The peace movement needs religion's wisdom

November 24, 2016 23:21

Just as people said everyone had given up, hundreds of people packed out a conference hall in Tel Aviv last week to hear politicians and analysts drawn from across the religious and political spectrum debating the possibilities of the Israeli-Palestinian peace process.

Sitting on a panel discussing the view of Israel from abroad, I wondered if I had completely misheard the chair when he asked me to represent the views of Israeli ultra-Orthodox Jews. Though initially baffled, there were probably fewer degrees of separation between ultra-Orthodox Jews and myself than between me and the other members of the panel - three diplomats from the EU, UN and Turkey, respectively, and a Jordanian political analyst. Perhaps it was a nod to cross-communalism.

The question the panel chair posed was whether a burgeoning ultra-Orthodox population meant an irrevocable shift to the right in Israeli politics. I am hardly privy to the ultra-Orthodox world, but this question was simpler than it seemed.

Starkly, the question contained one of the most widely held misapprehensions about the peace process. Namely, that religion fuels the conflict. Israel's religious parties, the notion goes, are inherently hawkish and hence incompatible with peace. I believe the peace process has materially suffered from this prejudice.

So I responded by citing the views of Rabbi Ovadia Yosef, the venerated talmudist and the originator and spiritual figurehead of the Sephardi ultra-Orthodox political movement, "Shas". Rabbi Yosef was no fringe figure - his funeral in Jerusalem two years ago is reported to have been attended by 800,000 people - 1 in 10 of all Israeli citizens, or more than 1 in 8 of the country's 6 million Jews.

Ovadia Yosef contended that, under Jewish law, it was acceptable to swap part of the Holy Land for peace. To him, the sanctity of life was the ultimate ideal, and trumped Jews' sovereignty over the Promised Land. We can be sure that Rabbi Yosef understood the Jews' historic connection to certain sites in the West Bank. Significantly, he also believed that Israeli settlements were not the priority if maintaining them put the lives of Jews and Palestinians at risk.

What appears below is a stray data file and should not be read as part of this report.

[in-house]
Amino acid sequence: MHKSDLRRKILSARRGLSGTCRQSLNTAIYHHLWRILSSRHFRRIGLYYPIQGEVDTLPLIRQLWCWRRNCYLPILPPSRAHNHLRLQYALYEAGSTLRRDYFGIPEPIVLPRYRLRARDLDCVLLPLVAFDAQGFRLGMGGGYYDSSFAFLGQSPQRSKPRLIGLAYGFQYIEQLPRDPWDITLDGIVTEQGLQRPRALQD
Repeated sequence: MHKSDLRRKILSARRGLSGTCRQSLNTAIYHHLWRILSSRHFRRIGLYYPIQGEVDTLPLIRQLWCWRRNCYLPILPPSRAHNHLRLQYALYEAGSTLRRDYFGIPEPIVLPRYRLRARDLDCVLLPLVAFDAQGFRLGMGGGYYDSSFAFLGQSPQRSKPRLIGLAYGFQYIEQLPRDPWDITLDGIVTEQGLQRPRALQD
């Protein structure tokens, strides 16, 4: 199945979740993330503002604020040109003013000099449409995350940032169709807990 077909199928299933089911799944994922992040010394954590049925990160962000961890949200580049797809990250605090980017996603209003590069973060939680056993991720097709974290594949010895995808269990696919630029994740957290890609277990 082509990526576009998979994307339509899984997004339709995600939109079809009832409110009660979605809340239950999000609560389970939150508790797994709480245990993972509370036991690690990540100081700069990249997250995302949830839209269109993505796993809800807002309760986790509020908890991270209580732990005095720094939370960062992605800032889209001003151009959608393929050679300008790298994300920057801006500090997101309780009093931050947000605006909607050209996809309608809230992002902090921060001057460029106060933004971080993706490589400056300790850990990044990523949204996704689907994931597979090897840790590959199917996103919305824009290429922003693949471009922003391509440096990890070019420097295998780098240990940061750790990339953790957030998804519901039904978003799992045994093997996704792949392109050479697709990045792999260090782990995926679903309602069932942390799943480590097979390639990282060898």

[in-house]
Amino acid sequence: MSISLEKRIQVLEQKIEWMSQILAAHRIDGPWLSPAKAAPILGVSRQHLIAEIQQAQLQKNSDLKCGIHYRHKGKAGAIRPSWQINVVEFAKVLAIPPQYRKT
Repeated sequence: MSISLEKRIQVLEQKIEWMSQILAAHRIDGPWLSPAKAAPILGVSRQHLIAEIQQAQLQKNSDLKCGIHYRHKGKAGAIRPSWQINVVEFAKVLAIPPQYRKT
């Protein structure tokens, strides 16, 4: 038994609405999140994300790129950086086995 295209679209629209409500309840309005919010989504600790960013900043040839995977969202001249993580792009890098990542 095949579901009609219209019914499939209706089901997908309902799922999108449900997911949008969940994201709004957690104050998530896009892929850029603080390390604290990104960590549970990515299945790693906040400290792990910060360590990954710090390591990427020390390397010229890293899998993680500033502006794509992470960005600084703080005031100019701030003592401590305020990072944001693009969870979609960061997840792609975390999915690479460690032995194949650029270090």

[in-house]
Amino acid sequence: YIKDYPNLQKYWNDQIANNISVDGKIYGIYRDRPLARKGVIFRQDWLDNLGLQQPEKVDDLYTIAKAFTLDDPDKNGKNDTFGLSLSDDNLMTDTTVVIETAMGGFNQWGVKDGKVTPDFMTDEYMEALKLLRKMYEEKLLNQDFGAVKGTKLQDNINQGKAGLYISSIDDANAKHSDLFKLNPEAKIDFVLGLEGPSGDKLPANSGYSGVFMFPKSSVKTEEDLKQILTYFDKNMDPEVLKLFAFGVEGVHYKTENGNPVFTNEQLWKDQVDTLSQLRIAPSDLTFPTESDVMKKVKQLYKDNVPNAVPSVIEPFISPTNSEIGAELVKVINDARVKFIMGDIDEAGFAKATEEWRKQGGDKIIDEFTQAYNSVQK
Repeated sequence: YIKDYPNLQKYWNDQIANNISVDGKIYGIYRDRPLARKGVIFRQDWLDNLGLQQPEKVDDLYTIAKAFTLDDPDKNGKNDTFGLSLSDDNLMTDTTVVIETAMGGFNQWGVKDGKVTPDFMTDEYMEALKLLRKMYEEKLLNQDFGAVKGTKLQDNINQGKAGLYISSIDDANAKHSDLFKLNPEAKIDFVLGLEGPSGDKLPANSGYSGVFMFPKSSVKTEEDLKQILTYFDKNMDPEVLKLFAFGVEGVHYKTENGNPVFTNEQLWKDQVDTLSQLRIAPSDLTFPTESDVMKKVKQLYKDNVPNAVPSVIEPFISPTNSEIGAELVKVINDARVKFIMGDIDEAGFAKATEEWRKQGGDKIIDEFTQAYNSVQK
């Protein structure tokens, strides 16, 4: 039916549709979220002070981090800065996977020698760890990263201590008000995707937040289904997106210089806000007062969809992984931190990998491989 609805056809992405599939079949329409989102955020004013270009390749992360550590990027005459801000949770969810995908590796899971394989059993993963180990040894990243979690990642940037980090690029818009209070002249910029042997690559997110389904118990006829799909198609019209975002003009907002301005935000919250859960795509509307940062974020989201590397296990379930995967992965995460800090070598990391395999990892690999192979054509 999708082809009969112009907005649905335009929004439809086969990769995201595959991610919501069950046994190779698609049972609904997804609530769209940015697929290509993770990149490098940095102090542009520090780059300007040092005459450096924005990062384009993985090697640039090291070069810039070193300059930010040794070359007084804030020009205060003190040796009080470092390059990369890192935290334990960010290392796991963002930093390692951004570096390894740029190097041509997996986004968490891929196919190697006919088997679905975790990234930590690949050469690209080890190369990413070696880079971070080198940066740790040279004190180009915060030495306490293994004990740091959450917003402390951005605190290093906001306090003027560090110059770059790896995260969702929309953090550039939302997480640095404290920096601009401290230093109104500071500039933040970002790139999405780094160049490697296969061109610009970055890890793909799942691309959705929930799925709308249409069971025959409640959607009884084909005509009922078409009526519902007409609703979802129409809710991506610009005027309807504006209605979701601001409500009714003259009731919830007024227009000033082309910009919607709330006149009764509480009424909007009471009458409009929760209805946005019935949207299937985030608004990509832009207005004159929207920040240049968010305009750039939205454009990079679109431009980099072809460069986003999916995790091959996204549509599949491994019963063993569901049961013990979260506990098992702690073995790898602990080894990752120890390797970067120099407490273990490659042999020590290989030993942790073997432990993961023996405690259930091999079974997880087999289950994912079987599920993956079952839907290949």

By marginalising religious Jews from the peace process, by assuming their centre of gravity lies to the right, the Israeli pro-peace movement loses hundreds of thousands of potential supporters. It loses people for whom land swaps in exchange for peace might represent more than Realpolitik, but a religious imperative. With their extraordinary growth rates - half of world Jewry by 2050 - ultra-Orthodox Jews in particular are marginalised at our peril.

Yosef was not alone. Orthodox rabbi, Michael Melchior, a former member of the Knesset and current chief rabbi of Norway, who also spoke at this conference, believes land swaps are a halachic imperative. He compared the peace process to "driving a car into a cul de sac again and again." Melchior belonged to the left-wing religious Zionist political party, Meimad (an acronym meaning: "Jewish state, democratic state"). He believes each time the peace process is resuscitated, political leadership precludes the possibility of religious involvement. "There will be no peace unless the religious public are included within the peace tent," he says.

I heard Melchior speak alongside another rabbi, though they were hardly cut from the same cloth. This was the rabbi of the Ofra settlement community, Avi Gisser. People visibly baulked on hearing his title. The town is surrounded by a cluster of Palestinian villages and among the most controversial Jewish settlements in the West Bank. The Supreme Court of Israel recently ordered Jewish homes constructed illegally on the outskirts of the settlement to be demolished.

Gisser and Melchior were in absolute agreement, though, that a religious voice had the capacity to unfreeze the peace process like nothing else. Speaking in Hebrew, Gisser said: "religion, and religion only, holds a magic tool".

While living in Israel during the time of the Oslo peace accords, I worked with Palestinians and Israelis on what was termed "The People's Peace." Our premise was that no peace agreement would be worth the paper it's written on if it is built only on Realpolitik and the negotiations of political leaders. A look at the demographics shows that any people's peace now must involve religious Jews.

The logo of this peace conference was a dove trapped in a block of ice, a peace process frozen in time. But the dove was not always a symbol of peace. At first, Noah sent out a raven to bring news of the end of The Flood but it returned empty-beaked. Then he sent out a dove, but it again returned without a branch or any sign of the world's survival. Noah had to persist. So he sent out the dove again, and this time it returned with an olive branch in its mouth. It was not peace that the biblical dove symbolised then, but the fact that somewhere, somehow, there was still dry land. Not all had been destroyed. A destination existed. The dove from the logo reminds us similarly that the peace process is not "destroyed" either - it's dormant, frozen out. To reawaken it, we need a strong religious narrative. We need a siddur or two on the negotiating table.

November 24, 2016 23:21

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